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  • Dată Naștere 01/01/2002

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  1. You Have to Play 30 Hours First and Respect The Rules then Apply For an Admin Old The Best
  2. RANDOM FREE AVATARS FOR MORE AVATARS SCROLL DOWN
  3. Good Avtivity My Sweet I Hope You Will Do Your Best Good Luck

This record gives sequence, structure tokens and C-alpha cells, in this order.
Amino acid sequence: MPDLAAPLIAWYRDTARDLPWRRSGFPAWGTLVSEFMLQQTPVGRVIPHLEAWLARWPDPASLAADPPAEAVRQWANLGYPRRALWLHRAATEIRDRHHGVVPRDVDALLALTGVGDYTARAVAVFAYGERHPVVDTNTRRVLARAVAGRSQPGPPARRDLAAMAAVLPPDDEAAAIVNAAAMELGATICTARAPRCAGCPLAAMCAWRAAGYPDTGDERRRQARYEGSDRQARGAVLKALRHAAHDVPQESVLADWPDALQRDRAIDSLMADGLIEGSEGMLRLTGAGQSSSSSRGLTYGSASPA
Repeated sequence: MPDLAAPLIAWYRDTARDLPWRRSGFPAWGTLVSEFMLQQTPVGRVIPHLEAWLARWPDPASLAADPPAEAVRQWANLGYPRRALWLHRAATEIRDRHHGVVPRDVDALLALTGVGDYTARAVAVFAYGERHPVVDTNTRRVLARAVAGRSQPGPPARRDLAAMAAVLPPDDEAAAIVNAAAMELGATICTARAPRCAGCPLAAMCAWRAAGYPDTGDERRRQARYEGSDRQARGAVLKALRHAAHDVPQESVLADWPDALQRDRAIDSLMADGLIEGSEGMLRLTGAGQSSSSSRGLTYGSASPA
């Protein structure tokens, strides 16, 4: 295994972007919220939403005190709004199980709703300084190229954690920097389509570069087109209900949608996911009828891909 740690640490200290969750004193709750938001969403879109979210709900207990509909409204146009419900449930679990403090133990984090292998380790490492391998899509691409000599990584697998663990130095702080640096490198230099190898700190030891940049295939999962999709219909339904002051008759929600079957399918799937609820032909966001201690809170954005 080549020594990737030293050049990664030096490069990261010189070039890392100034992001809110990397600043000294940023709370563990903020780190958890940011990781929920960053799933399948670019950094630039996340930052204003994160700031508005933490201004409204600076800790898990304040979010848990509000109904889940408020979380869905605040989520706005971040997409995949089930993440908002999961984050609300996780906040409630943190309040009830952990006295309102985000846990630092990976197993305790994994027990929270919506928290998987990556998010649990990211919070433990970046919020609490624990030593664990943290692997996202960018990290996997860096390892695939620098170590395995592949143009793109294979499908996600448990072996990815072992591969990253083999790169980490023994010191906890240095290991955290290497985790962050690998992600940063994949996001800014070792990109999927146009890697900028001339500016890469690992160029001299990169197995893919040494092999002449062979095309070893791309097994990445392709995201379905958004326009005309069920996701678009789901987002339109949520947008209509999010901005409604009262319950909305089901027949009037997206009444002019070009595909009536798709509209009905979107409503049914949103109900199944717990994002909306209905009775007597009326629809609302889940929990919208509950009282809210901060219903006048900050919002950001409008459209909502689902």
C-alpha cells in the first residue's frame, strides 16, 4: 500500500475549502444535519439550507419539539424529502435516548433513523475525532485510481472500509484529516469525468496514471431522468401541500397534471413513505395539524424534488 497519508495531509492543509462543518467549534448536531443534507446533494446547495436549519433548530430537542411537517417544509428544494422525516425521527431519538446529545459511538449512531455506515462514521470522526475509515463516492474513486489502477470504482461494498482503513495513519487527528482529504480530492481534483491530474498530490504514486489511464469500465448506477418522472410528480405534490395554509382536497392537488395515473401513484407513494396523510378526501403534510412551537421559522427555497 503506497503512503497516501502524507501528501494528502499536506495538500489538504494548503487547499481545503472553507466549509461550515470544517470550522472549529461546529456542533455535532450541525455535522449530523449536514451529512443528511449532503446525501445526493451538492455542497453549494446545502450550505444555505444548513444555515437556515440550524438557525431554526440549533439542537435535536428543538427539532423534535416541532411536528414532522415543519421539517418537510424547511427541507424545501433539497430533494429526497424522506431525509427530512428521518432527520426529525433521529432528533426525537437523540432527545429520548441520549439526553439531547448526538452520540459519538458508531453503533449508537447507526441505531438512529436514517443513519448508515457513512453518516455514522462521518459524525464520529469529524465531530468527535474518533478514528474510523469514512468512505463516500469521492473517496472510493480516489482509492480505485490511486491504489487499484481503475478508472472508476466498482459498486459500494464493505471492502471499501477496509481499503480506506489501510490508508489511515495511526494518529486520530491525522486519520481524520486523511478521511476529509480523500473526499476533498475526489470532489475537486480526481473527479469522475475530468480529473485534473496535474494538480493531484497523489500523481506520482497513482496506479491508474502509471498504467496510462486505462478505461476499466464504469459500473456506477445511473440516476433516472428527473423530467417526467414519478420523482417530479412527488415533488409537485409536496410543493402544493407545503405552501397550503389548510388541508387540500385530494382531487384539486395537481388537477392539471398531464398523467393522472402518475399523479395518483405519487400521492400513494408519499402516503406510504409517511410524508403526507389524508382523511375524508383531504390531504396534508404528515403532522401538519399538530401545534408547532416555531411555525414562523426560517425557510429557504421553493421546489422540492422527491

4. https://www.arabnews.com/node/1928506/lifestyle British musician Mark Ronson will perform at the UAE’s inaugural Semi Permanent Middle East festival in Abu Dhabi. The festival is set to take place from Oct. 14-16 at Manarat Al-Saadiyat in the country’s capital city. The Grammy and Oscar-winning music sensation will perform a DJ set at the event. Organized by the Department of Culture and Tourism — Abu Dhabi and global creative company Semi Permanent, the event will also feature an array of immersive and multi-sensory experiences, including the first international pop-up by famed New York restaurant The Flower Shop. Accompanying an international line-up, the event will also feature Arab talents including musician Dana Hourani, artist Jason Seife, Les Benjamins’ founder and creative director Bunyamin Aydin and photographer Hussain Al-Moosawi. The festival is curated around the theme “Bridges,” whereby international professionals in the creative world will showcase how to build new bridges between industry peers and a complex matrix of worldwide consumers through keynote talks, panels, workshops and experiences.